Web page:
The Audi car scientists have been developing some intriguing technologies over the years and the company recently made seven concepts public. From Wireless charging to a Garage Parking Pilot, this is a glimpse into the future of car technology.
Working with the WiTricity Corporation from Boston, Audi is developing a coil-based inductive charging system for electric vehicles. The idea is that a single ground coil will tap into the grid while a vehicle based coil will reside above. Through the magic of alternating currents and magnetic fields, the car’s charging coil will receive the voltage. Audi claims that the coil can be mounted anywhere on the car and that the system is impervious to extreme weather conditions.
Garage Parking Pilot
While Audi’s A4 and A6 already offer a parking assistant, the Garage Parking Pilot takes things to the next level. Using a team of sensors, the car will actually be able to autonomously park itself while the driver twiddles his thumbs. Furthermore, the car will sense a garage door opening, thanks to a local wireless network, and alert the driver that KITT from Knightrider will be parking them tonight. Audi claims the technology will enable the driver to notify the car via smartphone after a night on the town and the vehicle will be waiting for him at the entrance to the garage. Here’s to the future!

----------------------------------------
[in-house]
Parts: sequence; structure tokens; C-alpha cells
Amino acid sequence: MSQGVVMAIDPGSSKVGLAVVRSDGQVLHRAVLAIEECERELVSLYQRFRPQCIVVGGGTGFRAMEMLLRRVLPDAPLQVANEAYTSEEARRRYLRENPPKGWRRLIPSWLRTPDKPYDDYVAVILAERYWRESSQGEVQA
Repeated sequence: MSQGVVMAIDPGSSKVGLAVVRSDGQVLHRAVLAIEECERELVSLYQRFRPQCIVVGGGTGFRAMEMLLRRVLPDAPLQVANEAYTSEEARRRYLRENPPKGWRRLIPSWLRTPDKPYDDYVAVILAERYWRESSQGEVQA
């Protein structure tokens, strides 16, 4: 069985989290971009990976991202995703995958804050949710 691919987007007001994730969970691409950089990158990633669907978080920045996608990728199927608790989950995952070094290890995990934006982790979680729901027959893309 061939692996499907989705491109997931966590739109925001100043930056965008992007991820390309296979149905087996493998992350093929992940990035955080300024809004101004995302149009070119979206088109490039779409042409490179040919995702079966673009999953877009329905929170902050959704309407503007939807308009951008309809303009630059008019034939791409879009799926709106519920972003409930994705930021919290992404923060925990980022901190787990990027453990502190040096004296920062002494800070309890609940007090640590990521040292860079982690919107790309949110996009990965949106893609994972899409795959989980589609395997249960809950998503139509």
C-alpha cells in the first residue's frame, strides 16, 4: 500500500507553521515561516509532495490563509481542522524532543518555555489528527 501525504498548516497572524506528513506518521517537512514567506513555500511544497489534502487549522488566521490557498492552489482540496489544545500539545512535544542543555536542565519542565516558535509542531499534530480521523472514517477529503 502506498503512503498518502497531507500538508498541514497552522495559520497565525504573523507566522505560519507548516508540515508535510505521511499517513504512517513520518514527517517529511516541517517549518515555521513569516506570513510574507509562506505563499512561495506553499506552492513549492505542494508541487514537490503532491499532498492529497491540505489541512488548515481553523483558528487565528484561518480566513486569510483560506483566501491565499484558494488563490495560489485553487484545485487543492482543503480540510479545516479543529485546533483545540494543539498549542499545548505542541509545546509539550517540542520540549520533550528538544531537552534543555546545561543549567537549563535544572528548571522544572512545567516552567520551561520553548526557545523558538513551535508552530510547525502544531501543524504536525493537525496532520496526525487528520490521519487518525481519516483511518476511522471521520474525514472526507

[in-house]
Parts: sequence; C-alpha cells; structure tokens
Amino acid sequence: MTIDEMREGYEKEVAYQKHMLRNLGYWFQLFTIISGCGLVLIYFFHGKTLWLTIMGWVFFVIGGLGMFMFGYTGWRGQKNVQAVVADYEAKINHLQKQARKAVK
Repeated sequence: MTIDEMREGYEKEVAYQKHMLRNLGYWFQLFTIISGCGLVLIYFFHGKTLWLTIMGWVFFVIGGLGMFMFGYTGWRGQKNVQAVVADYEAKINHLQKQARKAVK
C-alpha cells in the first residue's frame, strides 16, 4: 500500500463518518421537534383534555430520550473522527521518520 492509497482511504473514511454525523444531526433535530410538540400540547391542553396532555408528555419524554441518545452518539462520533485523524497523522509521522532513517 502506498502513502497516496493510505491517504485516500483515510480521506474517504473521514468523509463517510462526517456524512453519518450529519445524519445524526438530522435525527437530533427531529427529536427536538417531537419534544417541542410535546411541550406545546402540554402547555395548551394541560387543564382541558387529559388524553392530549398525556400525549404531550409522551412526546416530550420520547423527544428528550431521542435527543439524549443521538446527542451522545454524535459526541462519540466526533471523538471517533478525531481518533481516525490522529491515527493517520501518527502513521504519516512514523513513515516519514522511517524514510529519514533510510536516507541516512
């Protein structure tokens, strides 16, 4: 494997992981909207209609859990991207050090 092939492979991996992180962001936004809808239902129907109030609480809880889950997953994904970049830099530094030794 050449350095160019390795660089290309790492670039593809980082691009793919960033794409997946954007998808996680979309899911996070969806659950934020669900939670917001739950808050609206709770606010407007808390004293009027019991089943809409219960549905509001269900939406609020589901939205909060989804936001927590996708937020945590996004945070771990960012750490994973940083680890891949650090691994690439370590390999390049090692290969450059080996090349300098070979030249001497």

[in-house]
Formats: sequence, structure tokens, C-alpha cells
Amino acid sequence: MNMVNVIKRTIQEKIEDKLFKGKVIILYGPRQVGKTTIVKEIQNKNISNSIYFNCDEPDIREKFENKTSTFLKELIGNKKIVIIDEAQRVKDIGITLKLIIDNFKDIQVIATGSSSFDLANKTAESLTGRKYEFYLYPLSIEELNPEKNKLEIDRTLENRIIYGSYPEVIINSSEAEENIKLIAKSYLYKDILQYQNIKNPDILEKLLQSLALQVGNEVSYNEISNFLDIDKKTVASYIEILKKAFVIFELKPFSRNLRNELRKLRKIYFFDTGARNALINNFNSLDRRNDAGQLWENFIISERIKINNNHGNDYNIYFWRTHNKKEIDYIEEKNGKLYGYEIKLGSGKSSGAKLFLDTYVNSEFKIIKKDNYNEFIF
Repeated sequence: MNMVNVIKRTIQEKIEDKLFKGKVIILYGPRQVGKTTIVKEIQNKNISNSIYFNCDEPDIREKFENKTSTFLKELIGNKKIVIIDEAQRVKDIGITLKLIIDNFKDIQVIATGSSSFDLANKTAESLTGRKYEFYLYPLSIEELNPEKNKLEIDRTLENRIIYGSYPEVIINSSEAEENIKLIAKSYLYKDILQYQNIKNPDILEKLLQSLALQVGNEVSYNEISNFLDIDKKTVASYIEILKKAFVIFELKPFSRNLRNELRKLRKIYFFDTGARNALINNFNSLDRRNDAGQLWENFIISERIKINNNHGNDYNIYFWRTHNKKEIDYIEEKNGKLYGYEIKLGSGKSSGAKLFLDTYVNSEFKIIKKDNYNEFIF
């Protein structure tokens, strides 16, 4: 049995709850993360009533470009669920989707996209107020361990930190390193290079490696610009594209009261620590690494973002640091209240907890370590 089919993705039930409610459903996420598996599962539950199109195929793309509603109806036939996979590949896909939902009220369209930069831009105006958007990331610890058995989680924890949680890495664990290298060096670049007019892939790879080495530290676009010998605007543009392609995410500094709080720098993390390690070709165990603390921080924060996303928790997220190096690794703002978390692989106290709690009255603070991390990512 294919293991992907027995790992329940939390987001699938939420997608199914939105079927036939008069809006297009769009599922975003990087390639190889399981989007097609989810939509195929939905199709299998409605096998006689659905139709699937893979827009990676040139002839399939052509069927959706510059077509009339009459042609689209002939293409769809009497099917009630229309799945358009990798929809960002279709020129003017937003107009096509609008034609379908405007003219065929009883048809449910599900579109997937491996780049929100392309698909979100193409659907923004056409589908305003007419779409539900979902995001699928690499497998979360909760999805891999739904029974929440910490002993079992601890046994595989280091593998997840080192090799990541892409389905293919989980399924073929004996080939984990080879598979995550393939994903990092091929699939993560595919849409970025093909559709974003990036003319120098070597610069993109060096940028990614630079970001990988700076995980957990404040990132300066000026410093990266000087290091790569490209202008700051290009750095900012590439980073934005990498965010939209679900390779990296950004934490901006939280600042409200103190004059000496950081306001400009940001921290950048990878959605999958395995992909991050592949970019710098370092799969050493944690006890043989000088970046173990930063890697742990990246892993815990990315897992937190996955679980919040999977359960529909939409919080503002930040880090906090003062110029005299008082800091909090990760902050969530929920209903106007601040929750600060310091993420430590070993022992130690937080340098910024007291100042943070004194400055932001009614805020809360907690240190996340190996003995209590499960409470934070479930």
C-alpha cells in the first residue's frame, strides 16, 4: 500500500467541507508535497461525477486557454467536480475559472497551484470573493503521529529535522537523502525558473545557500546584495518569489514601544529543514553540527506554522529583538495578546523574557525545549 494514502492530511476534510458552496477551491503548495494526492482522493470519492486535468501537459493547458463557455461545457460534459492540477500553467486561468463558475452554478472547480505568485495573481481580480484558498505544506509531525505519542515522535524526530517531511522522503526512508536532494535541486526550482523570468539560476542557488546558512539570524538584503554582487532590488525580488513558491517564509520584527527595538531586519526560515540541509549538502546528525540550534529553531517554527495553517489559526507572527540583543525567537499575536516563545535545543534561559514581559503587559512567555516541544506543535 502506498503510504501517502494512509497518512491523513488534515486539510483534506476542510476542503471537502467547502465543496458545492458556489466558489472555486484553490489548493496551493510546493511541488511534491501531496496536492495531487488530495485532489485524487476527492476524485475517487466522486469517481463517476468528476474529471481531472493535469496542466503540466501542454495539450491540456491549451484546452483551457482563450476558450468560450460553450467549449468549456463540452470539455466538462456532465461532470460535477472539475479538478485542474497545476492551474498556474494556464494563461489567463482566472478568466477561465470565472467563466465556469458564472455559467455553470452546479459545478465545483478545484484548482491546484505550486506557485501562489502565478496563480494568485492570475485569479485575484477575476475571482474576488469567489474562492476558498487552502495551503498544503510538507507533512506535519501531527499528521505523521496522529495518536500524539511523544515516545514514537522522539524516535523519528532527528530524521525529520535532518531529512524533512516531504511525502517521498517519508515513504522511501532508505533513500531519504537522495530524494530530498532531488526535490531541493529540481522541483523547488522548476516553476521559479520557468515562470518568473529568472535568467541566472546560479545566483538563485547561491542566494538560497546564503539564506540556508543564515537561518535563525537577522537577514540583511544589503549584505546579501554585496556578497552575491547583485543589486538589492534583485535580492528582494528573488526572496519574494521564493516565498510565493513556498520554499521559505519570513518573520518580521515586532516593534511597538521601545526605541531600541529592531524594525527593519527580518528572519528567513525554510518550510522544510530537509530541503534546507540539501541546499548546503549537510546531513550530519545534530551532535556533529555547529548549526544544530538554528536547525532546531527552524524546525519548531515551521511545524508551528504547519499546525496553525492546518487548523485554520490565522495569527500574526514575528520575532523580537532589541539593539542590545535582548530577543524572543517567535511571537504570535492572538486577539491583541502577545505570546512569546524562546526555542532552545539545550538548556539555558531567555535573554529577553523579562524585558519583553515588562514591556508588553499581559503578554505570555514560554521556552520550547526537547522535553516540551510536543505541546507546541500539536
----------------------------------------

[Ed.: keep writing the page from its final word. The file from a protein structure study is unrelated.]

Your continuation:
Audi wants to install OLEDs in everything from tail lights to headlights to interior lights. There’s even talk of an OLED light that projects the driver’s speed and braking for drivers behind them.
Building on its Touchpad platform introduced in the A8, Audi plans to add tactile feedback, gestures heads-up displays and voice control to its roster. The end goal here is iPad-like control.
FRP Coil Springs
Steel is so turn-of-the-century! Audi says FRP (Fiberglass Reinforced Plastic) is the next hot item. With a 40% weight reduction over traditional steel shock springs, Audi’s FRP coils are said to increase handling characteristics. The official ingredients of an FRP spring consist of a fiberglass helix baked together with an epoxy resin and metal alloy wire woven through the center of the spring. Tasty! These super plastic springs are allegedly stronger than steel.
While we’re on the suspension train, let’s talk about Audi’s Predictive Suspension system. Following in the footsteps of Mercedes Benz, Audi plans to implement a camera, radar and laser system that will work together to scan 20 meters in front of the vehicle. The computer will then adjust the suspension based on the severity of the terrain, such as giant New England potholes or downed pines.
Hybrid Body Materials
Similar to the FRP springs, Audi is working on a chassis alloy that combines aluminum, steel and fiber-reinforced materials. Weight is expected to go down while strength is expected to go up, and that’s the name of the game when it comes to performance automobiles.